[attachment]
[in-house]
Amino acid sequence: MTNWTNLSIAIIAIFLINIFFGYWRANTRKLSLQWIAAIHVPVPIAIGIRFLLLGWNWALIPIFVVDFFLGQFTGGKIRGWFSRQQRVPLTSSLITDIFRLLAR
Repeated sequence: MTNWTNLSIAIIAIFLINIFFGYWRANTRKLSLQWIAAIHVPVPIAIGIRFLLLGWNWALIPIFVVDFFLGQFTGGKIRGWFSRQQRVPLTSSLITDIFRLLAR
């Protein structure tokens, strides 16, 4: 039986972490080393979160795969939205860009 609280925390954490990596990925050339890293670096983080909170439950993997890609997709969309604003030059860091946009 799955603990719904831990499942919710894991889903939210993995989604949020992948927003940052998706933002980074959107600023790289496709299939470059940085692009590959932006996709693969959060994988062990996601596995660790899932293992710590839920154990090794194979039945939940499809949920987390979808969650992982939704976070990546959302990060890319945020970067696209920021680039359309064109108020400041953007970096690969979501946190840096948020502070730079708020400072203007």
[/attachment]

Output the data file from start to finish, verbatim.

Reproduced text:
[in-house]
Amino acid sequence: MTNWTNLSIAIIAIFLINIFFGYWRANTRKLSLQWIAAIHVPVPIAIGIRFLLLGWNWALIPIFVVDFFLGQFTGGKIRGWFSRQQRVPLTSSLITDIFRLLAR
Repeated sequence: MTNWTNLSIAIIAIFLINIFFGYWRANTRKLSLQWIAAIHVPVPIAIGIRFLLLGWNWALIPIFVVDFFLGQFTGGKIRGWFSRQQRVPLTSSLITDIFRLLAR
């Protein structure tokens, strides 16, 4: 039986972490080393979160795969939205860009 609280925390954490990596990925050339890293670096983080909170439950993997890609997709969309604003030059860091946009 799955603990719904831990499942919710894991889903939210993995989604949020992948927003940052998706933002980074959107600023790289496709299939470059940085692009590959932006996709693969959060994988062990996601596995660790899932293992710590839920154990090794194979039945939940499809949920987390979808969650992982939704976070990546959302990060890319945020970067696209920021680039359309064109108020400041953007970096690969979501946190840096948020502070730079708020400072203007």